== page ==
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If you come from a tennis background or ever watched the French Open, you have noticed that they were playing on a court made of clay. These courts can be beneficial for tennis, but can you play pickeball on clay courts?
What Is a Clay Court
A clay court is a tennis or pickleball court where the surface is made out of crushed stone, brick, shale, or Har-Tru. If you’ve seen clay courts, it’s most likely an earthy red, green or blue color, but looks and plays completely different than the more common concrete or asphalt court.
Can You Play Pickleball On Clay Courts?
Yes, you can play pickleball on a clay court. There are even tournaments starting to take place on clay courts.
Here’s a tournament back in 2017 where Frank Anthony Davis and Jarrett Chirico battle against Ben Johns and Jeff Siegel in a doubles tournament on clay.
I wouldn’t recommend clay courts for beginner pickleball players since asphalt and concrete are much more common, and there are some slight differences in how the ball and your feet perform on clay versus asphalt.
Clay Courts vs. Asphalt Courts
Because the clay is a loose, crushed stone, there will be a lot of sliding, especially for lateral movements, compared to the asphalt, where you can set your feet.
Apparently, the sliding is supposed to help conserve energy, but on a small pickleball court, I couldn’t see clay making a huge difference.
Furthermore, the ball is going to perform very differently on clay vs asphalt. Dink shots and drops land extremely soft in the clay and can bounce in any direction.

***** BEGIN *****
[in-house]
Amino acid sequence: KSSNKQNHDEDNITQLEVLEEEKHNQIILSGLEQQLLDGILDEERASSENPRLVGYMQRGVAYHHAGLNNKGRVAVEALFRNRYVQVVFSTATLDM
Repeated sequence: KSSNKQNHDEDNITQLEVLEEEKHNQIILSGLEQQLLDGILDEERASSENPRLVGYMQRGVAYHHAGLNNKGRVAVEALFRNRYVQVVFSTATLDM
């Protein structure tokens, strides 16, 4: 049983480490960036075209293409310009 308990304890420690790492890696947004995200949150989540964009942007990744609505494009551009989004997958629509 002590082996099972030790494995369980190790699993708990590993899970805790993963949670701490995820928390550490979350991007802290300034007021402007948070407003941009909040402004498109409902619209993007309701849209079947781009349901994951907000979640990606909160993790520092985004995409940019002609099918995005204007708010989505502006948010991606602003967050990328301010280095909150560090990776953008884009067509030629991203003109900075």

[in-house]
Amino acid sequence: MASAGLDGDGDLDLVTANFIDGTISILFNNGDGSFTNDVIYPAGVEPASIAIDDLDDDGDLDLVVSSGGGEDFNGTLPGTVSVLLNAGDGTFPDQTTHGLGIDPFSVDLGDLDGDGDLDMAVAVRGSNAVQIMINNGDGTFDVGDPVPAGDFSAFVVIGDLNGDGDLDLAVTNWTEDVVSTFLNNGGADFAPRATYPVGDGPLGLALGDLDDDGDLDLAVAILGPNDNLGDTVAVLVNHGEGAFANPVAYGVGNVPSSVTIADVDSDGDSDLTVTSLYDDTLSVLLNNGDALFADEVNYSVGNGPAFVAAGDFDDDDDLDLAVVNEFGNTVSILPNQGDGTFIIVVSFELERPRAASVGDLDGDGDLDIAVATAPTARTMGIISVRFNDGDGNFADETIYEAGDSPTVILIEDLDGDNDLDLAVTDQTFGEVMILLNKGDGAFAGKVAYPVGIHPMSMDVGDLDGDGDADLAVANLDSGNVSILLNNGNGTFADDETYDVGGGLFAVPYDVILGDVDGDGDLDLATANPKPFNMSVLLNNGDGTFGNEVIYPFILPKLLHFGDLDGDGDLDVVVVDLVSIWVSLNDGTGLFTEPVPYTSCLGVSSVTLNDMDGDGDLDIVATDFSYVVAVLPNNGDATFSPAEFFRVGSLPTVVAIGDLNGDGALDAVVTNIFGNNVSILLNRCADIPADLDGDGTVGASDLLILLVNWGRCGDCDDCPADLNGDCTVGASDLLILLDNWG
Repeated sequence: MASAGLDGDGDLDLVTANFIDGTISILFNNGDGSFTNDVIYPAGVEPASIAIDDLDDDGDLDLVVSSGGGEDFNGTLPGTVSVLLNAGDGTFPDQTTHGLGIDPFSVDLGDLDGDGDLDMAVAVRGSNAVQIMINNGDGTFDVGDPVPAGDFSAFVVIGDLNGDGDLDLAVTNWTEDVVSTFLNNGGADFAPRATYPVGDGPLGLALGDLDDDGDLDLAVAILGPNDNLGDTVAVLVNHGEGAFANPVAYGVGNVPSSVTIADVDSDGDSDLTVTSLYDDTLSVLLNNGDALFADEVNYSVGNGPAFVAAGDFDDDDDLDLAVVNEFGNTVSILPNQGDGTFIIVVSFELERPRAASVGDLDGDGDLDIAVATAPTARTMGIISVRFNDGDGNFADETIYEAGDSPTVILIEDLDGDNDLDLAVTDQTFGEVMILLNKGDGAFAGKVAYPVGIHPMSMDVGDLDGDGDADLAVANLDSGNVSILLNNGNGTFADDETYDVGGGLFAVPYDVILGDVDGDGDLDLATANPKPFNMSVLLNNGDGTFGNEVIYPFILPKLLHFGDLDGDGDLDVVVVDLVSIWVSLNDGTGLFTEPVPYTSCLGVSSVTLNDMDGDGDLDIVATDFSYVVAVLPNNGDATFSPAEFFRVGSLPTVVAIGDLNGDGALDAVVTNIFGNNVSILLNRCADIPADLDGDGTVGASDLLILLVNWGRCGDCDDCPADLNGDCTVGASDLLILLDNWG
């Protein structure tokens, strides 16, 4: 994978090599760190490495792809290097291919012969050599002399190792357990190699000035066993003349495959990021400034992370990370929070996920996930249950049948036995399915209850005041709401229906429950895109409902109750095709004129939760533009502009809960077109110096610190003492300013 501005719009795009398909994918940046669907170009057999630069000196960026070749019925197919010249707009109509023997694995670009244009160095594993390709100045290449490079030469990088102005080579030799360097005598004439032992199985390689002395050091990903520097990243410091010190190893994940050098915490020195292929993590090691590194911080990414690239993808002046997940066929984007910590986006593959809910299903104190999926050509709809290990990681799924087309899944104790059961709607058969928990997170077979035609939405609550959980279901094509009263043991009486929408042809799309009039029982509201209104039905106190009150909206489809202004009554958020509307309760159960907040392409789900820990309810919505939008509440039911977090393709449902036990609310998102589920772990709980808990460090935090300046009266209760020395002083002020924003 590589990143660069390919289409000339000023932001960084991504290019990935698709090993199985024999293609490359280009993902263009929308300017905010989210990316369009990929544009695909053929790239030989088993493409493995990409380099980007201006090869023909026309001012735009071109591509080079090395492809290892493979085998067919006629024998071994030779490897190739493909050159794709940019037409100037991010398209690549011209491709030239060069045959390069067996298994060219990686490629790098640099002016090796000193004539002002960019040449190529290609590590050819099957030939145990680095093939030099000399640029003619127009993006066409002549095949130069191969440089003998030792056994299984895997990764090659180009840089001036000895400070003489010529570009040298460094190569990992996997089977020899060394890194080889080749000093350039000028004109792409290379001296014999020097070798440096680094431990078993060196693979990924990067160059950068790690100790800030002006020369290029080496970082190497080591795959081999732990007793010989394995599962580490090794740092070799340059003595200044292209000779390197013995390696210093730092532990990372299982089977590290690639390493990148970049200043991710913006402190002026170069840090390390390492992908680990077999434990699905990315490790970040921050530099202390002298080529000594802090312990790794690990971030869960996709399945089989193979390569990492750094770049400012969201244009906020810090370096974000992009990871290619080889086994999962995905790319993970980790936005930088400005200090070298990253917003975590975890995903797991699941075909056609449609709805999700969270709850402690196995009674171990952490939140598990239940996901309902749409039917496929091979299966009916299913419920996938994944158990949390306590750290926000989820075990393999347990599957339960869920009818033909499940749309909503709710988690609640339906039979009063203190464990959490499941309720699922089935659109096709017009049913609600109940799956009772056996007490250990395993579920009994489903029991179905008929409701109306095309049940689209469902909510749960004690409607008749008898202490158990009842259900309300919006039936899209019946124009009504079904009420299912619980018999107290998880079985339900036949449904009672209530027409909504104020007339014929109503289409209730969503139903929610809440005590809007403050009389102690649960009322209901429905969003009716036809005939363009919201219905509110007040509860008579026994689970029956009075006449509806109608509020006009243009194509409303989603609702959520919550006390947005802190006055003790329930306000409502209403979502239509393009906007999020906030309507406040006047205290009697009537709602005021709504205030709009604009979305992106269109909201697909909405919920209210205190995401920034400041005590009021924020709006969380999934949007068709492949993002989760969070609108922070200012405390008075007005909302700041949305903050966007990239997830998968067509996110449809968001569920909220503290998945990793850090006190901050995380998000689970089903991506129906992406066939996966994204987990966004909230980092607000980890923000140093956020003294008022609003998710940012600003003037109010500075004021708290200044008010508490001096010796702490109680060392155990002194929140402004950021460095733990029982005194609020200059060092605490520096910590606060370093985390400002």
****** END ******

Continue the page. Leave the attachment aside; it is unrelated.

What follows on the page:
Clay courts require better reflexes compared to the asphalt, where you get more consistent bounces.
One benefit of a clay compared to an asphalt court is the ball leaves and indentation in the clay so you can be confident on line calls.
Best Pickleball Ball For Clay Courts.
Ball selection is key to playing pickleball on clay. The softer the ball is, the more inconsistent it’s going to perform especially on short shots.
The Onix Pure 2 outdoor is the best pickleball ball for courts made of clay. It’s slightly heavier and firmer than the Dura Fast.
If you’re a beginner or even intermediate player, I wouldn’t recommend clay courts since they’re so rare, but If you’re a tournament player and you have a tournament scheduled on clay, it’s worth getting a couple of matches in before the tournament to see the difference in how the ball and you shoes perform on the surface.